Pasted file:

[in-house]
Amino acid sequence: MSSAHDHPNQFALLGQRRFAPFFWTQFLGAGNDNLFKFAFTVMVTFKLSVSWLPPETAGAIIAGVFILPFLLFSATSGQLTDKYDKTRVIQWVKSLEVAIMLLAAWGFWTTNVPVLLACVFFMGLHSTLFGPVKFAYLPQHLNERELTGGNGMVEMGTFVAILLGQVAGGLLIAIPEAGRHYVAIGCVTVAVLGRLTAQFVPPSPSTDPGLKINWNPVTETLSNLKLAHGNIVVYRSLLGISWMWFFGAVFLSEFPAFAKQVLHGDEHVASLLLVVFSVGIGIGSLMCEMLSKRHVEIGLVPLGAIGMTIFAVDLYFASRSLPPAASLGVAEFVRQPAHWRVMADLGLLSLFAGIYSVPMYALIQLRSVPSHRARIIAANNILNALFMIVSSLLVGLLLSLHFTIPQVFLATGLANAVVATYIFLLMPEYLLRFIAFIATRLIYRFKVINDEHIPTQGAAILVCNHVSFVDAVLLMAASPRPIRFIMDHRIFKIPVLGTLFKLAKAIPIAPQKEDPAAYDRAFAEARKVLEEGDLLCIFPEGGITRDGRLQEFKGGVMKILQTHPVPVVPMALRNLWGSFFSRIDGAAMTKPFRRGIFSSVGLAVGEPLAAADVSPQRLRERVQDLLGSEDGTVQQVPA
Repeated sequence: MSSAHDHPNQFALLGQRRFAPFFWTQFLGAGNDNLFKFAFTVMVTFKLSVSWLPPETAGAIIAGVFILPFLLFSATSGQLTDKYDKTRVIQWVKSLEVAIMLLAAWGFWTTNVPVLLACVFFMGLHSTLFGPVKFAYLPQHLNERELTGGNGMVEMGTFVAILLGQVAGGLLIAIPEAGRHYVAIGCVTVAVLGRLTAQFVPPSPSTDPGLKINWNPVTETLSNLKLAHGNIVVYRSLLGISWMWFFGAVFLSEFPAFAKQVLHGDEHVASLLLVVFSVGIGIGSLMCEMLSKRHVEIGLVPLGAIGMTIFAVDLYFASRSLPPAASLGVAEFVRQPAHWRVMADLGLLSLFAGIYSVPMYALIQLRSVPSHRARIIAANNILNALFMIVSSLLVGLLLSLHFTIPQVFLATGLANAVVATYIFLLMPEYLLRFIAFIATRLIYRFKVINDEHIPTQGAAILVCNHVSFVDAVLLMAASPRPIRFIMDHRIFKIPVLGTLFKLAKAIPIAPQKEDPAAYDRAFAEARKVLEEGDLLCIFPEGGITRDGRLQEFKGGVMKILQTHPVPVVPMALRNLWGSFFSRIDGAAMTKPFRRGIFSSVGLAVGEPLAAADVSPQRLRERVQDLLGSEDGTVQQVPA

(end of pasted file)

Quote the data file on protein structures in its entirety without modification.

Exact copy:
[in-house]
Amino acid sequence: MSSAHDHPNQFALLGQRRFAPFFWTQFLGAGNDNLFKFAFTVMVTFKLSVSWLPPETAGAIIAGVFILPFLLFSATSGQLTDKYDKTRVIQWVKSLEVAIMLLAAWGFWTTNVPVLLACVFFMGLHSTLFGPVKFAYLPQHLNERELTGGNGMVEMGTFVAILLGQVAGGLLIAIPEAGRHYVAIGCVTVAVLGRLTAQFVPPSPSTDPGLKINWNPVTETLSNLKLAHGNIVVYRSLLGISWMWFFGAVFLSEFPAFAKQVLHGDEHVASLLLVVFSVGIGIGSLMCEMLSKRHVEIGLVPLGAIGMTIFAVDLYFASRSLPPAASLGVAEFVRQPAHWRVMADLGLLSLFAGIYSVPMYALIQLRSVPSHRARIIAANNILNALFMIVSSLLVGLLLSLHFTIPQVFLATGLANAVVATYIFLLMPEYLLRFIAFIATRLIYRFKVINDEHIPTQGAAILVCNHVSFVDAVLLMAASPRPIRFIMDHRIFKIPVLGTLFKLAKAIPIAPQKEDPAAYDRAFAEARKVLEEGDLLCIFPEGGITRDGRLQEFKGGVMKILQTHPVPVVPMALRNLWGSFFSRIDGAAMTKPFRRGIFSSVGLAVGEPLAAADVSPQRLRERVQDLLGSEDGTVQQVPA
Repeated sequence: MSSAHDHPNQFALLGQRRFAPFFWTQFLGAGNDNLFKFAFTVMVTFKLSVSWLPPETAGAIIAGVFILPFLLFSATSGQLTDKYDKTRVIQWVKSLEVAIMLLAAWGFWTTNVPVLLACVFFMGLHSTLFGPVKFAYLPQHLNERELTGGNGMVEMGTFVAILLGQVAGGLLIAIPEAGRHYVAIGCVTVAVLGRLTAQFVPPSPSTDPGLKINWNPVTETLSNLKLAHGNIVVYRSLLGISWMWFFGAVFLSEFPAFAKQVLHGDEHVASLLLVVFSVGIGIGSLMCEMLSKRHVEIGLVPLGAIGMTIFAVDLYFASRSLPPAASLGVAEFVRQPAHWRVMADLGLLSLFAGIYSVPMYALIQLRSVPSHRARIIAANNILNALFMIVSSLLVGLLLSLHFTIPQVFLATGLANAVVATYIFLLMPEYLLRFIAFIATRLIYRFKVINDEHIPTQGAAILVCNHVSFVDAVLLMAASPRPIRFIMDHRIFKIPVLGTLFKLAKAIPIAPQKEDPAAYDRAFAEARKVLEEGDLLCIFPEGGITRDGRLQEFKGGVMKILQTHPVPVVPMALRNLWGSFFSRIDGAAMTKPFRRGIFSSVGLAVGEPLAAADVSPQRLRERVQDLLGSEDGTVQQVPA